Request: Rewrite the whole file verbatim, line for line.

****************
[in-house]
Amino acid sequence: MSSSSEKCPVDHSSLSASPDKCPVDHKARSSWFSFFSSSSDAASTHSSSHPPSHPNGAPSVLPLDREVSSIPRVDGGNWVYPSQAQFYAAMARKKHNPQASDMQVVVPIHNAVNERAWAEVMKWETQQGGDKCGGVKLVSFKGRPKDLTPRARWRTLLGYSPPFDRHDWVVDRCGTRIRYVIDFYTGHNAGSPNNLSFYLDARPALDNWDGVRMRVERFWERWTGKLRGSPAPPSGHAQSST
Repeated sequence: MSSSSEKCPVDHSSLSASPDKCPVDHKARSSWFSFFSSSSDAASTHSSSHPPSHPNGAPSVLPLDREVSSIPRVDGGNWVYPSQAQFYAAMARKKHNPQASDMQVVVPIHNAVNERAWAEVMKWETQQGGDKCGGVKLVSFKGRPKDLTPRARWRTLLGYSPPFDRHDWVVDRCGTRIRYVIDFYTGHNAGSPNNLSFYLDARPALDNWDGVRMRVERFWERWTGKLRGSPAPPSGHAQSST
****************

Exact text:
[in-house]
Amino acid sequence: MSSSSEKCPVDHSSLSASPDKCPVDHKARSSWFSFFSSSSDAASTHSSSHPPSHPNGAPSVLPLDREVSSIPRVDGGNWVYPSQAQFYAAMARKKHNPQASDMQVVVPIHNAVNERAWAEVMKWETQQGGDKCGGVKLVSFKGRPKDLTPRARWRTLLGYSPPFDRHDWVVDRCGTRIRYVIDFYTGHNAGSPNNLSFYLDARPALDNWDGVRMRVERFWERWTGKLRGSPAPPSGHAQSST
Repeated sequence: MSSSSEKCPVDHSSLSASPDKCPVDHKARSSWFSFFSSSSDAASTHSSSHPPSHPNGAPSVLPLDREVSSIPRVDGGNWVYPSQAQFYAAMARKKHNPQASDMQVVVPIHNAVNERAWAEVMKWETQQGGDKCGGVKLVSFKGRPKDLTPRARWRTLLGYSPPFDRHDWVVDRCGTRIRYVIDFYTGHNAGSPNNLSFYLDARPALDNWDGVRMRVERFWERWTGKLRGSPAPPSGHAQSST